Dog Bites: 6 Ways to Prevent Them

No one knows how many dog bites occur each year, but the Centers for Disease Control and the American Veterinary Medical Association estimate the number is between 4.5 and 4.7 million. More than 800,000 of the people bitten receive medical attention for dog bites, and most bites happen to children, from dogs the family knows—often their own dog!

That’s tragic. When dog bites occur within families, the human-animal bond is often broken, and the dog is relinquished to a shelter. In many places, when a shelter receives a “known biter,” the dog is automatically euthanized, no matter what the circumstance of the bite.

While dog bites can be painful, disfiguring, and even fatal, the numbers show that statistically, dogs are less dangerous than guns, cars, humans, or forklifts. The number of people who die from dog bites is 14 to 30 annually. Nearly 40,000 people died last year from gun violence, and 37,000 didn’t survive car accidents. Human caretakers are 100 times more dangerous to children than dogs, according to the CDC. And based on figures from the U.S. Census for Fatal Occupational Injuries, you are more likely to be killed by a forklift truck than a dog.

Statistics aside, no one wants to see any dog bite occur. And more important, the vast majority of dog bites are preventable. That’s right; they don’t have to happen. To help reduce the incidence, the AVMA, the U.S. Postal Service, and State Farm Insurance are teaming up to support Dog Bite Prevention Week, April 7 to 13. Here’s what to know.

Why Dogs Bite

We think of dogs who bite as behaving aggressively, but many times bites occur because dogs are afraid, have been startled, or are reacting to a stressful situation. They bite because they feel threatened or cornered.

Dogs also bite to protect their puppies or objects of value to them: a dish with food in it or a favorite toy. They can bite if they are in pain and you touch them in a sore area or if they just don’t feel good.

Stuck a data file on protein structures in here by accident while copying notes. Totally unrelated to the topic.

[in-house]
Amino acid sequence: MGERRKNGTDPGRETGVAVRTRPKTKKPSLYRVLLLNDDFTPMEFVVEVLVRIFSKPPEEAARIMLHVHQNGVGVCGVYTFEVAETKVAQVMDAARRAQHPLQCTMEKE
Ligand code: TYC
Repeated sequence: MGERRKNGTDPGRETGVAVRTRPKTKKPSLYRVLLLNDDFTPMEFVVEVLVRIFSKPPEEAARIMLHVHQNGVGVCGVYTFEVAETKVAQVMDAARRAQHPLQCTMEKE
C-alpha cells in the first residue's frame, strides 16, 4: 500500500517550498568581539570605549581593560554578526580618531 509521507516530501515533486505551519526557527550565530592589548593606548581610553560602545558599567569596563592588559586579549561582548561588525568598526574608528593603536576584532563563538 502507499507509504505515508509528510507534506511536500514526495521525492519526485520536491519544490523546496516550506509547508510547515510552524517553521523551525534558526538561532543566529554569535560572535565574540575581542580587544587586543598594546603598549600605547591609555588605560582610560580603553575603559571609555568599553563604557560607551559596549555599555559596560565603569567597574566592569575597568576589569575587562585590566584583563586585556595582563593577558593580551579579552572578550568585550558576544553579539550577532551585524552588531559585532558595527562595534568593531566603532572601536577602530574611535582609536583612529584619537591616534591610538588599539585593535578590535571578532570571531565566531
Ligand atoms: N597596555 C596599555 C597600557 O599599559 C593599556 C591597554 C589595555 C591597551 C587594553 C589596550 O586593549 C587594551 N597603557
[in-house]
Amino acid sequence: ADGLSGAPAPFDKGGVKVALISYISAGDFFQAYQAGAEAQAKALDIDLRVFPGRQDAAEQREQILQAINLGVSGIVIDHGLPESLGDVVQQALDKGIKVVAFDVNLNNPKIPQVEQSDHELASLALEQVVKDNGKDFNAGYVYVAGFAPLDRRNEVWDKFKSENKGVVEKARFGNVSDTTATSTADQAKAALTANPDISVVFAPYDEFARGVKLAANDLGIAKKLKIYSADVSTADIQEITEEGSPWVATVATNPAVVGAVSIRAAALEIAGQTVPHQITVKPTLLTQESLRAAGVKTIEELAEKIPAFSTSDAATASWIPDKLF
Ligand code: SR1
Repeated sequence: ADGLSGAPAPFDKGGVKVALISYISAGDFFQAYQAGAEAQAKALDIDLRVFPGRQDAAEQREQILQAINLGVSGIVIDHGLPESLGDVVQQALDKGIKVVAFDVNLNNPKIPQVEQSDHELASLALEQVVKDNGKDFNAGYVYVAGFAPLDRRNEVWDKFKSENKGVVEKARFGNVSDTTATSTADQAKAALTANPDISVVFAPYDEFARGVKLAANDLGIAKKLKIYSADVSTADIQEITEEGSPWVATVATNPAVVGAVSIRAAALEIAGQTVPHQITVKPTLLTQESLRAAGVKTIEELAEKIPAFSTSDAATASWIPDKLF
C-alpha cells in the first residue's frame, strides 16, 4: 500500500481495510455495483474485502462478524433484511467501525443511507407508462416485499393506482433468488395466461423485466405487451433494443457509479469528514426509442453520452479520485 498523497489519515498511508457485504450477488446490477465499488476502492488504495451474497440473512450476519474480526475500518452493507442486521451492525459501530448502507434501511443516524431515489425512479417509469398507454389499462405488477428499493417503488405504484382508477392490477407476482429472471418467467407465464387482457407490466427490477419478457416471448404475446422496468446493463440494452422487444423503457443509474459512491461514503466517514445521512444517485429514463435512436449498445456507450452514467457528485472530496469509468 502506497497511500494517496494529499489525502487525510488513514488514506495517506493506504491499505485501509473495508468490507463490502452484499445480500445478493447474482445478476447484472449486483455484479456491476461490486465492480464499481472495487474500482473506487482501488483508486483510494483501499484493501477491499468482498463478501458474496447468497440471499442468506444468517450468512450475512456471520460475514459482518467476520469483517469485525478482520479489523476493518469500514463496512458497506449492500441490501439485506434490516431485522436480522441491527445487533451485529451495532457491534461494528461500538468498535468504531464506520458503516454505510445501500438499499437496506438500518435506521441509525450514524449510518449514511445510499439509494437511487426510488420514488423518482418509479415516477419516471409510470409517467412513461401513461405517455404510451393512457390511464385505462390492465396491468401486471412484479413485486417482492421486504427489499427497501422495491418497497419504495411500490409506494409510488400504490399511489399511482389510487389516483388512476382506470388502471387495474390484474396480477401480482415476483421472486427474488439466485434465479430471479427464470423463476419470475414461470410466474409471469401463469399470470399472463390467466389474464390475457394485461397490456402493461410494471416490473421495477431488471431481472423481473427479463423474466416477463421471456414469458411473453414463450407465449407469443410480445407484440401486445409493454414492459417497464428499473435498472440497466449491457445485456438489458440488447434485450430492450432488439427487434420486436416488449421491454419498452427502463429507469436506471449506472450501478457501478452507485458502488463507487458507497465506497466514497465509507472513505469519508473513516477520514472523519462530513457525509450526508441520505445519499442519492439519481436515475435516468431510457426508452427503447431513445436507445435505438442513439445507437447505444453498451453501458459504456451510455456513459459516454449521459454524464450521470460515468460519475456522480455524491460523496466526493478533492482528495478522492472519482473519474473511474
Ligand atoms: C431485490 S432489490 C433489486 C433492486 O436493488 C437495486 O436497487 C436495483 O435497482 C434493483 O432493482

Which Dogs Bite

For some reason people yearn to know which breeds bite most often. Some insurance companies track this and create what are arguably unfair breed-specific policies based on flawed data. The CDC, AVMA, and national humane organizations agree that this data is inaccurate because breeds are so often misreported or misidentified.

Experts also agree that the breed of dog that attacks isn’t nearly as important as what prompted to bite in the first place. We know why serious dog bites occur, and the answer is not based on breed or reported breed.

How to Prevent Dog Bites

  • Since most bites happen to children, never leave a child alone with even the most lovable family pet. When dogs and kids are together, an adult should be present and actively supervising.
  • Your dog may have the patience of a saint, but you should not expect her to put up with rambunctious toddlers who are pulling her tail or ears, pushing her, poking her in the eye, or smacking her. At some point, even the most patient and tolerant pet may “fight back” in self-defense. To say that a pet of any species must tolerate this behavior is unfair to the pet.
  • Understand what your pet is telling you. Of course, we all know a growl means get away, but young children may not pay attention or understand. And sometimes signs of stress, such as a cat flashing a tail or a dog who yawns repeatedly, may be misunderstood or go unrecognized.
  • Never allow children to approach an animal unless an adult is present. That dog in the backyard may seem friendly but you don’t know for sure. Anyone, child or adult, should ask first before petting dogs they don’t know.
  • Do not leave dogs alone for long periods in the backyard. Unsupervised dogs may develop undesirable behaviors, such as digging, barking, or trying to attack people or other animals passing by, even if there’s a fence.
  • Take pets to see a veterinarian twice annually. A dog or a cat with an ear infection, for example, may bite and the shocked family may not know why. It’s because family members have been stroking his ears, which was previously pleasurable but is now painful.

This article was reviewed/edited by board-certified veterinary behaviorist Dr. Kenneth Martin and/or veterinary technician specialist in behavior Debbie Martin, LVT.